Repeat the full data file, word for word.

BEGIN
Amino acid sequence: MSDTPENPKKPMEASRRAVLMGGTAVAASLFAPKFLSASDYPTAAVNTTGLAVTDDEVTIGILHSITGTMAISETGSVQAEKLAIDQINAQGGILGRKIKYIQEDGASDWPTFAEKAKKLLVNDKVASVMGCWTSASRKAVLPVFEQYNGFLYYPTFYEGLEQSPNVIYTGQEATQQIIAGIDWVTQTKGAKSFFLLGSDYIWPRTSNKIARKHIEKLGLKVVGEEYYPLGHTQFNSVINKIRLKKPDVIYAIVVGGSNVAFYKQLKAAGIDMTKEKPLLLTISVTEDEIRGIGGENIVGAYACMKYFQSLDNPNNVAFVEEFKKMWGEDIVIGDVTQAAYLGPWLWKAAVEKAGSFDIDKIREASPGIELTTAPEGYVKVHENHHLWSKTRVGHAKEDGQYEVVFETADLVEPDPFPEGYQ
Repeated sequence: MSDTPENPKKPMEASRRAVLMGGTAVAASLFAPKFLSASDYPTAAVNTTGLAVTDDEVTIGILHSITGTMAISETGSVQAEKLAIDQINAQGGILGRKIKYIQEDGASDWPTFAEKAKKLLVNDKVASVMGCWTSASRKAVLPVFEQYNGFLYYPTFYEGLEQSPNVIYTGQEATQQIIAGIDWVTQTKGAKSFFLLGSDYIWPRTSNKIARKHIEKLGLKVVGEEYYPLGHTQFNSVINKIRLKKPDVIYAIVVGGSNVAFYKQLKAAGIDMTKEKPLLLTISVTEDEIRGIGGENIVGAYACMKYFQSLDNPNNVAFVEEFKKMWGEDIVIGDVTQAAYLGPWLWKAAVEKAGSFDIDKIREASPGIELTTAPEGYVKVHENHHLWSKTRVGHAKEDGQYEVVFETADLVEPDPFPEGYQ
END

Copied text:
Amino acid sequence: MSDTPENPKKPMEASRRAVLMGGTAVAASLFAPKFLSASDYPTAAVNTTGLAVTDDEVTIGILHSITGTMAISETGSVQAEKLAIDQINAQGGILGRKIKYIQEDGASDWPTFAEKAKKLLVNDKVASVMGCWTSASRKAVLPVFEQYNGFLYYPTFYEGLEQSPNVIYTGQEATQQIIAGIDWVTQTKGAKSFFLLGSDYIWPRTSNKIARKHIEKLGLKVVGEEYYPLGHTQFNSVINKIRLKKPDVIYAIVVGGSNVAFYKQLKAAGIDMTKEKPLLLTISVTEDEIRGIGGENIVGAYACMKYFQSLDNPNNVAFVEEFKKMWGEDIVIGDVTQAAYLGPWLWKAAVEKAGSFDIDKIREASPGIELTTAPEGYVKVHENHHLWSKTRVGHAKEDGQYEVVFETADLVEPDPFPEGYQ
Repeated sequence: MSDTPENPKKPMEASRRAVLMGGTAVAASLFAPKFLSASDYPTAAVNTTGLAVTDDEVTIGILHSITGTMAISETGSVQAEKLAIDQINAQGGILGRKIKYIQEDGASDWPTFAEKAKKLLVNDKVASVMGCWTSASRKAVLPVFEQYNGFLYYPTFYEGLEQSPNVIYTGQEATQQIIAGIDWVTQTKGAKSFFLLGSDYIWPRTSNKIARKHIEKLGLKVVGEEYYPLGHTQFNSVINKIRLKKPDVIYAIVVGGSNVAFYKQLKAAGIDMTKEKPLLLTISVTEDEIRGIGGENIVGAYACMKYFQSLDNPNNVAFVEEFKKMWGEDIVIGDVTQAAYLGPWLWKAAVEKAGSFDIDKIREASPGIELTTAPEGYVKVHENHHLWSKTRVGHAKEDGQYEVVFETADLVEPDPFPEGYQ